India’s growing economy is facing challenges from climate change and environmental degradation. Its goal, under the Paris Agreement target of generating 450 gigawatts of renewable energy capacity by 2030, requires an investment of US$30-40 billion annually. The transition to a low-carbon economy requires significant increases in public and private investment.
Green finance aligns the financial sector with projects that mitigate climate change and encourage renewable energy to achieve a greener economy. The government has implemented a number of schemes that focus on renewable energy sources and smart transportation. In 2019, it launched two phases of the Hybrid and Electric Vehicle Manufacturing and Adoption Acceleration (FAME) plan to boost credit, reduce upfront costs, and develop infrastructure to support the production and sale of green vehicles. The government has introduced carbon trading through the Performance, Achievement and Trade (PAT) scheme in an effort to transition to a green energy economy. Companies may trade carbon credits, which are earned by reducing their emissions. Incentives exist to invest in renewable energy and other emissions-reducing technologies.
To achieve carbon neutrality by 2070, India is facilitating green finance, focusing on four areas. The first is to establish a comprehensive rating system that enables the development of green projects and reduces transaction costs. The next step is to establish a carbon pricing framework, ensuring that the costs of climate change mitigation and adaptation strategies are included in key investments. The third is to encourage the use of national investments through the creation of Green Infrastructure Investment Funds (InvITs) that include bonds and other instruments. The ultimate goal is to reduce barriers to green finance when engaging with global markets by reducing dodgy costs, providing guidelines for external borrowing and reducing regulatory hurdles.
Three types of incentive schemes are commonly used in renewable energy financing, accelerated consumption (AD), viability gap financing, and generation-based incentives. AD is a tax incentive aimed at project developers. It plays an important role in attracting investment, especially for solar energy projects.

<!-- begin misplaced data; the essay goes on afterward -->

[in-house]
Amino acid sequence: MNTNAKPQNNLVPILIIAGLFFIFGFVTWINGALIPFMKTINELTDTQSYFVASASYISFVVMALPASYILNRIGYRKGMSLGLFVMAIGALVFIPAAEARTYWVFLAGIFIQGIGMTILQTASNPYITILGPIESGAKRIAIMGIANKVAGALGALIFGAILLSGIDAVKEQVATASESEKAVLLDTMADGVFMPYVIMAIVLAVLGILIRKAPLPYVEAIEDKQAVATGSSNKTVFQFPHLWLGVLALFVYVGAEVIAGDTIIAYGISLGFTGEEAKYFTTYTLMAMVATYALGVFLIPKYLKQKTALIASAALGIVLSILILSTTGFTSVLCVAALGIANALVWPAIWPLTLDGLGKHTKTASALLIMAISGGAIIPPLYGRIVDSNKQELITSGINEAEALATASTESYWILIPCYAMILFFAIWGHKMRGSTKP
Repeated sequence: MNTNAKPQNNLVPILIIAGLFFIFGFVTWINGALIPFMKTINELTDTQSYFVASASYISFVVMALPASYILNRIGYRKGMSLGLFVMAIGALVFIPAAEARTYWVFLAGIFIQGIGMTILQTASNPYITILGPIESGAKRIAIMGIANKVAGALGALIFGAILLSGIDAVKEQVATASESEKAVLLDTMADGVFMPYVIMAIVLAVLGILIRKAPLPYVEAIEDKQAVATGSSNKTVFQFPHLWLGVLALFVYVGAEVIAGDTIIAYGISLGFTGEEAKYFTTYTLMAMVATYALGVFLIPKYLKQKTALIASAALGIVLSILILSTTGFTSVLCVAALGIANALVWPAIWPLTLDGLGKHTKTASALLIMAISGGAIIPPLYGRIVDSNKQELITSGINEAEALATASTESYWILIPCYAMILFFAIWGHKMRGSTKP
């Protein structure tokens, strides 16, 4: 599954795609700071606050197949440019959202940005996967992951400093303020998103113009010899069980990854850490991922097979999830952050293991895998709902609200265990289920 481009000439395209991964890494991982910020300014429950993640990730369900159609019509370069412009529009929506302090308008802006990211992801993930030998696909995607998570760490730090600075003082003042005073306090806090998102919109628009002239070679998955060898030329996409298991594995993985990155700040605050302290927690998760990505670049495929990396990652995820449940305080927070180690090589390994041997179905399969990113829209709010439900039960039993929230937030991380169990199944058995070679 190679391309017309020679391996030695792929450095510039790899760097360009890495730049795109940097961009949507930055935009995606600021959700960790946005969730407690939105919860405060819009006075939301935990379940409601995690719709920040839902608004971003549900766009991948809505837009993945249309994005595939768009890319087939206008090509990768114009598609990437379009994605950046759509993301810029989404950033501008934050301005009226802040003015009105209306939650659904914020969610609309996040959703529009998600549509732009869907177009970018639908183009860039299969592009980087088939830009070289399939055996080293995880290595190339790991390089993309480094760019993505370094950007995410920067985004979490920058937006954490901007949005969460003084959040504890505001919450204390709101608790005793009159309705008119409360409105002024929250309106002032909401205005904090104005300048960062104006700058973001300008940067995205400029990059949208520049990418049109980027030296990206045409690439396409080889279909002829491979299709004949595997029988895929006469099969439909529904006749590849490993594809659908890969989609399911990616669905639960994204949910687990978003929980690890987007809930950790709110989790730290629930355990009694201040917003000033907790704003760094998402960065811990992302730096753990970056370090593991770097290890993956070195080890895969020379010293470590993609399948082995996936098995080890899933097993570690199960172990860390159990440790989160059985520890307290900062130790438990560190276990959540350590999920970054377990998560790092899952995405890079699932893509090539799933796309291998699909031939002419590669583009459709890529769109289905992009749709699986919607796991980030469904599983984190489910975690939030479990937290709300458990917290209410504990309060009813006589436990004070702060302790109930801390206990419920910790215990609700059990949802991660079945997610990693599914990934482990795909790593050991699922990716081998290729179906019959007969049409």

New mechanisms have been introduced to accelerate green energy generation, such as priority sector lending (PSL) recognition. With the Reserve Bank of India (RBI). specific Green finance and renewable energy as a priority sector. Its guidelines direct banks to allocate 40 percent of their net top credit or equivalent off-balance sheet exposure to priority sectors such as wind and solar projects, street lighting and small hydro plants. Green bonds are issued by sovereign entities for sustainable development purposes. They must obtain an appropriate credit rating to ensure financial viability and be supervised by the Securities and Exchange Board of India (SEBI). These bonds represent only 3.8 percent of the financial market, but this exceeds the proportion in developed countries such as the United States, the United Kingdom and Australia.
ESG results allow investors to see a company’s overall performance and make informed decisions regarding capital allocation. SEBI has made ESG disclosures mandatory for the 1,000 largest listed companies as part of its Business Responsibility and Sustainability Reporting initiative. ESG is gaining momentum, as evidenced by the entry of several ESG funds into the investment market.
Despite increased public awareness and financing opportunities, the economy faces significant hurdles to green financing. These include high borrowing costs, limited awareness, misleading compliance claims, disclosure requirements, and a mismatch between long-term green investments and investors’ short-term interests. Thus green bonds and other green financing instruments do not have a competitive advantage over conventional energy financing.
With a growing population, growing energy demand, and growing environmental concerns, India’s growing economy needs green financing. To attract financing from local and international investors, more transparent and supportive policies are necessary. Green finance alone may not provide a complete solution to environmental and social challenges, but it will be vital in encouraging companies to prioritize these issues and promoting sustainable investment practices.
Rajesh K Sehgal is a partner at Dentons Legal link
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